I’m no stranger to anxiety, and stimulation hits me harder than many. Poor snowflake.
But, I’m grateful because decades of this taught me everything about staying calm.
Mental ‘wellness’ is maintained through sound physical health and thought management — which is developed, over the long term, as a practice.
But, if you find yourself uptight at stressful times, we need a short term strategy.
Here are some exercises I use to calm down quickly in any context:
Shallow in and out nasal breathes.
In Patrick McKeown’s excellent book: ‘The Oxygen Advantage,’ he reveals the issue with the advice we frequently hear to ‘take deep breaths if we’re nervous.
The problem here is — because of the way our bodies take in and process carbon dioxide (CO2) — we inadvertently absorb more CO2 when we take deep breaths.
To calm down, our bodies and brains need more oxygen, which is deprived when we anxiously hold our breath.
Take eight long, slow and shallow nasal breaths (5–9 seconds in-breath and 5–9 seconds out-breath) and allow your entire body to relax via the out-breath.
Do this, and everything changes.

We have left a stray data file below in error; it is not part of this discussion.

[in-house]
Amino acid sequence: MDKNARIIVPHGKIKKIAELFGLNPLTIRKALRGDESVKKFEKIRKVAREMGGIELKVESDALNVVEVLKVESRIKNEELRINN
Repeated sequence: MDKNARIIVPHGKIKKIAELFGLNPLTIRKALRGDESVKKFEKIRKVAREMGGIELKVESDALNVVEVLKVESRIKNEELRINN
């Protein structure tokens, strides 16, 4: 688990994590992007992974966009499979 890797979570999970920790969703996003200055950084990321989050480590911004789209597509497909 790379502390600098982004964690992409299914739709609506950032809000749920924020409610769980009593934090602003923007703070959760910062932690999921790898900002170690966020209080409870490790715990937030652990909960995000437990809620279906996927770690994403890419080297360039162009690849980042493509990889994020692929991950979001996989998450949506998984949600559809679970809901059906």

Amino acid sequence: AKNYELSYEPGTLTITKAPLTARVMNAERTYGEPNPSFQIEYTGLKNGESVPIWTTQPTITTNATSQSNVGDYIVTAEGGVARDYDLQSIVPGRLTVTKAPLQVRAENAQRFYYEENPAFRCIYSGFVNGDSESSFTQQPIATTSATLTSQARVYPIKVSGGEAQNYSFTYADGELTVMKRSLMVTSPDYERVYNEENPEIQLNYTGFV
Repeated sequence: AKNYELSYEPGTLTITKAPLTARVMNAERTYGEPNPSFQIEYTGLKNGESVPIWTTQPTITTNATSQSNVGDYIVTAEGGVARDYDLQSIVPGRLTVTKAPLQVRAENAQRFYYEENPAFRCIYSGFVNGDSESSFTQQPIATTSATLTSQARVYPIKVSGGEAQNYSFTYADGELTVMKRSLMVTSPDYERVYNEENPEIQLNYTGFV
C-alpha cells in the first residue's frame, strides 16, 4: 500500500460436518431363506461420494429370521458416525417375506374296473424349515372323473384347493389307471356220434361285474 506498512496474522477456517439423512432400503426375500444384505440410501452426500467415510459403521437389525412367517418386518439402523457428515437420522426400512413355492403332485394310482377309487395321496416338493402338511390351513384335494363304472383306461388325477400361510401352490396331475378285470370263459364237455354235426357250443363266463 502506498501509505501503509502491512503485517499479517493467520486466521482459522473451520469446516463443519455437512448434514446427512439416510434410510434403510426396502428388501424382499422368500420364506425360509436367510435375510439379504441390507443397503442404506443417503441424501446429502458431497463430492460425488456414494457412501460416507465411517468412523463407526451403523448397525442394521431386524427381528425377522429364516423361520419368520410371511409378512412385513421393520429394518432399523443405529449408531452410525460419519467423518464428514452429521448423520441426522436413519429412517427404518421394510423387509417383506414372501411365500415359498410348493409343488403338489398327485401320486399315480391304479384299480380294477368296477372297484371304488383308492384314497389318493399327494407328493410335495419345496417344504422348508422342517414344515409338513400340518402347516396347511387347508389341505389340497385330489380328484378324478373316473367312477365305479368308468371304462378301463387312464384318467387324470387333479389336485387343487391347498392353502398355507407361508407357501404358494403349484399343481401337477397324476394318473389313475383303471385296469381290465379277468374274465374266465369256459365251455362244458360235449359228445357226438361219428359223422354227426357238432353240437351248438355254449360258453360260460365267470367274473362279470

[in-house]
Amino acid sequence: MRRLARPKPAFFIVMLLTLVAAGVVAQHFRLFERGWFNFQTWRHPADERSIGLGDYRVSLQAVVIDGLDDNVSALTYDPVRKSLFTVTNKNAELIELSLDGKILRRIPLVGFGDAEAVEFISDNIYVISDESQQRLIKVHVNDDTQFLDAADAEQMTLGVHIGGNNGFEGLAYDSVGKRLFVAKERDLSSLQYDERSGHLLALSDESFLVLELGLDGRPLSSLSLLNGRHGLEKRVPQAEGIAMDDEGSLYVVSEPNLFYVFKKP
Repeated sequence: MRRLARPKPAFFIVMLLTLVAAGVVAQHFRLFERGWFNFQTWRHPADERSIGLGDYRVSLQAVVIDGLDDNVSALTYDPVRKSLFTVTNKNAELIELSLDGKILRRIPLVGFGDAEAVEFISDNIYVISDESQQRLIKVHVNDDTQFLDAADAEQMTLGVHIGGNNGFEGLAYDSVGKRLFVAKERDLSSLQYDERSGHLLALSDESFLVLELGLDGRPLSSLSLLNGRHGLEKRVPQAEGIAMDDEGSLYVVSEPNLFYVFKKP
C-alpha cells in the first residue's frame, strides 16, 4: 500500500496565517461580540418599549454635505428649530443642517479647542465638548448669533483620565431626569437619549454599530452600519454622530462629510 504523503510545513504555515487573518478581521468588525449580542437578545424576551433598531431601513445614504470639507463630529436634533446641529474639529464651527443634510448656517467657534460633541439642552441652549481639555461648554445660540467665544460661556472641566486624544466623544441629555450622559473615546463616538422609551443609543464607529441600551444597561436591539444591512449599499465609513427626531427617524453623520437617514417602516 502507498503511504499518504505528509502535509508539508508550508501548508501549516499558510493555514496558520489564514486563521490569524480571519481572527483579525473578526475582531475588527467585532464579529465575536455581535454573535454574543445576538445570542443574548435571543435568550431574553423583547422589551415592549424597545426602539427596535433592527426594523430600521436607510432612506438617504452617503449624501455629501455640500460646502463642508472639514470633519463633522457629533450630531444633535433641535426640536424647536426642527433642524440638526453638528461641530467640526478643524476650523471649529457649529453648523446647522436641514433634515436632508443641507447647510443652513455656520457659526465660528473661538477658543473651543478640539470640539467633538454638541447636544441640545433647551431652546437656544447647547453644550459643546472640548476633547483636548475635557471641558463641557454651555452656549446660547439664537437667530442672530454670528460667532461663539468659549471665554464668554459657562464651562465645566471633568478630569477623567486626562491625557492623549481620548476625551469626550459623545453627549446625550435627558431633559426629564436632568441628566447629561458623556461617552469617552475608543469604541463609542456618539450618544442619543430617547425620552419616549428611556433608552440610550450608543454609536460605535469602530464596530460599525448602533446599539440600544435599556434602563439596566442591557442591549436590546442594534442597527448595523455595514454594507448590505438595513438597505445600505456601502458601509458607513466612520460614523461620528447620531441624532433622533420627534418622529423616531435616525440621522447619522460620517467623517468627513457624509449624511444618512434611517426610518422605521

Read 3 pages of fiction.
Reading is like an active form of meditation.
We’re using our thoughts very differently when we read than when we over-analyse. Read a story and immerse yourself in your own imagination for a few minutes.
Play with your ability to conjure a scene in your mind. Hear the sounds, taste the environment, be there.
Reading soothes because you can’t overthink and read at the same time.
I know this seems too obvious, but it’s crazy how we can forget to do this.
Many of us stay tight as a tin toy truck because there’s a belief somewhere that says we need to be rigid to be safe. No.
The more physically tense we are, the more stress we’ll feel. Tension is the antithesis of performance in any context.